Press Release

Eduardo Portillo and Jeremy Thomas are both inspired by nature, and landscape, light, and space in Texas, and New Mexico.


This past summer, Galerie Richard welcomed Eduardo Portillo to the gallery with his first solo show in New York titled Slanted + Over–Lit. Portillo’s paintings relate as much the literal edges than the surface of the pictorial plane, realizing his personal desire to deviate from the rectilinear into real space. From the beginning, he has been developing a specific aesthetics based on protrusions, “dents of resistance” which point out in unexpected parts of the canvas as if the material itself had the last word. His work is also about light, space, and color. His shape canvas brings a new visual aesthetics in the art history of painting. Their three-dimensional aspect and their abstract vocabulary are open to multiple interpretations which combine and enrich his works. 


Eduardo E. Portillo was born in El Congo, El Salvador in 1986, and currently lives and works in Houston Texas. He obtained a B.F.A at the University of Houston, TX in 2011. He participated in solo and group exhibitions in art galleries in Houston, Dallas, Denver, and San Antonio and in museum exhibitions in the Blaffer Art Museum in Houston. His exhibitions have been reviewed in Blouin Art Info, Art Ltd, West, 1 /1 Mag, Entropy Mag, The Know, and The Denver Post.


Presented are works selected from Jeremy Thomas’ exhibition titled Analog in the spring of 2018. The title emphasizes the materiality of the process opposed to digital processes. He explains, "to me, working with this material, it's a back-and-forth between the artist says this, the material says that". By injecting air into malleable steel that's heated to 2000 degrees Fahrenheit, he creates and develops a complete new vocabulary of spontaneous, organic, and sensual shapes.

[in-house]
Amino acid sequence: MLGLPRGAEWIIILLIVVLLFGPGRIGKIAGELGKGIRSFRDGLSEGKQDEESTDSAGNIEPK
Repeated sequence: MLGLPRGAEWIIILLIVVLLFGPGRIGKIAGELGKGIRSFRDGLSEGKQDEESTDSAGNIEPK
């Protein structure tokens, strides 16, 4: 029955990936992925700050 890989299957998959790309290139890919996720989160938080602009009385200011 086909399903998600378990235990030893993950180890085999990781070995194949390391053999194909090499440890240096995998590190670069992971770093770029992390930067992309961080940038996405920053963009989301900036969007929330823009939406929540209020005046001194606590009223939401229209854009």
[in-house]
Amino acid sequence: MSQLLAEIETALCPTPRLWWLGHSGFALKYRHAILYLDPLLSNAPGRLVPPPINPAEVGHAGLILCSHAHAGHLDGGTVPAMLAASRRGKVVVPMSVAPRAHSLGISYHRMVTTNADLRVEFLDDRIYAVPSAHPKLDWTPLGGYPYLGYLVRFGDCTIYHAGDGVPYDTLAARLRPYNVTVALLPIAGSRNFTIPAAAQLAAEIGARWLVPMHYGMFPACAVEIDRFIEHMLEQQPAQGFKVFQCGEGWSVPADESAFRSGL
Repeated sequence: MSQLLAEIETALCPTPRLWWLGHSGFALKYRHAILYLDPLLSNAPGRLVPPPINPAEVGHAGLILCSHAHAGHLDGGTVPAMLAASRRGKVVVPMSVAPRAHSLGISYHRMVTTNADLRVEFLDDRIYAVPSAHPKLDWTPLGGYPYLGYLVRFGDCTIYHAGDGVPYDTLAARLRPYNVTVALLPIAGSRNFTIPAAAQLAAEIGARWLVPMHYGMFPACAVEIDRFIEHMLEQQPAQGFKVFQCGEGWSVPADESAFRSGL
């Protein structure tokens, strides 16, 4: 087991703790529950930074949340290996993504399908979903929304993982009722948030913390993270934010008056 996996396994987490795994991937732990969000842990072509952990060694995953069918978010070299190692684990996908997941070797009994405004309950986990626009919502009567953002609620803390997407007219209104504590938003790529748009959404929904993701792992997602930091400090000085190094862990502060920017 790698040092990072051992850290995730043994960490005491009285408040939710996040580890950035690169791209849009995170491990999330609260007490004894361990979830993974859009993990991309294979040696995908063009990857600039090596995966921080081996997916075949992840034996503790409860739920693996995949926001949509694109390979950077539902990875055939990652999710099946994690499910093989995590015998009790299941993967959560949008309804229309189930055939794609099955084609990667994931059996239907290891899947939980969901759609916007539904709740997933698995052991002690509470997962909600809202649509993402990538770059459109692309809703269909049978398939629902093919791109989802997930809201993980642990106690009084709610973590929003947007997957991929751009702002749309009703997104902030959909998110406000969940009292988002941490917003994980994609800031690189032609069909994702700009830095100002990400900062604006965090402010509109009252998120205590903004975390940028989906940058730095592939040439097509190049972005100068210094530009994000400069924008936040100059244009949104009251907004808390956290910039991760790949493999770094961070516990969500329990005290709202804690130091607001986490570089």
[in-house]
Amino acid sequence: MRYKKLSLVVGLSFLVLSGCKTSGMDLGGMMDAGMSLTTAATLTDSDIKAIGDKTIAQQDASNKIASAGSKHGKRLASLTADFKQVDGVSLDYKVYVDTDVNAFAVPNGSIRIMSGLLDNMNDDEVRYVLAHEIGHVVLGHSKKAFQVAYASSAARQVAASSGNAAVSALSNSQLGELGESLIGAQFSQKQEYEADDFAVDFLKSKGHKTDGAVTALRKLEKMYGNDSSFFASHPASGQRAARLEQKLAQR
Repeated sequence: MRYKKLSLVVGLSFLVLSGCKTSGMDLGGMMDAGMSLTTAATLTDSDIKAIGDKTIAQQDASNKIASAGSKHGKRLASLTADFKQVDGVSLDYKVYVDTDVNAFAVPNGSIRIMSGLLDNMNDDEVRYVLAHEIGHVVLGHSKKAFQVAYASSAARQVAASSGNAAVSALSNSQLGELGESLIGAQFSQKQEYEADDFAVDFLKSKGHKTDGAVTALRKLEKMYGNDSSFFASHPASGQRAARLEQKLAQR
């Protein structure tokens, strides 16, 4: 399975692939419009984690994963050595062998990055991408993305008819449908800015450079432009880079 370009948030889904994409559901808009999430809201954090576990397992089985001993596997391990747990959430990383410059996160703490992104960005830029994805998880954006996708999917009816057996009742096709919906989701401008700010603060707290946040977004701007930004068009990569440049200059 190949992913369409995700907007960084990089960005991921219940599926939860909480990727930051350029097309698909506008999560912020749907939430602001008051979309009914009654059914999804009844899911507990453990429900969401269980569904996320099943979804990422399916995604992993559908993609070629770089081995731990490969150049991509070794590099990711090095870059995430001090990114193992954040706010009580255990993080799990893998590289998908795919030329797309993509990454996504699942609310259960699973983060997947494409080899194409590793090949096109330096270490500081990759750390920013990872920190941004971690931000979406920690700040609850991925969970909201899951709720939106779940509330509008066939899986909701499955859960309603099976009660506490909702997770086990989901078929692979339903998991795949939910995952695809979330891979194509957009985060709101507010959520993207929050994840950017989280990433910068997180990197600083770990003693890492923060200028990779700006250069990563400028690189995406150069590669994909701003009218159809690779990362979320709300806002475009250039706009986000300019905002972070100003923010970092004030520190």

“Steel”, Thomas says, “is quite malleable and actually a lot like clay” (though admittedly it only exhibits those characteristics at upwards of 2000 degrees Fahrenheit). After welding flat steel plates together and then subsequently heating them, Jeremy Thomas injects them with pressurized air, inflating, or “growing” them into their final shape. Finally, he paints them with metallic car paint. In the case of some of the smallest pieces, he used nail lacquer for the first time, which expanded his range of colors. The largest sculptures are inflated without the heating process by adding air pressure into cold forms progressively. He can also ingeniously reverse the process and deflate them using a special technique involving extreme cold. Occasionally, his sculptures can explode during the process; Thomas is a risk taker playing with the limits of the material’s resistance. Some of his new sculptures are part inflated and part deflated. 


Born in Mount Vernon, Ohio, in 1973 the artist lives in Espanola in New Mexico. Jeremy Thomas will have a solo exhibition at Center for Contemporary Art in Santa Fe, NM, in 2019. His works are in the Albright–Knox Gallery in Buffalo, NY, the Scottsdale Museum of Contemporary Art in Scottsdale, AZ, and the New Mexico Museum of Fine Arts in Santa Fe, NM, the Kunstsammlung F. Hoffman-La Roche AG, Basel, The Frederick R. Weisman Art Foundation in Malibu, CA, Fidelity Investments of Albuquerque, NM.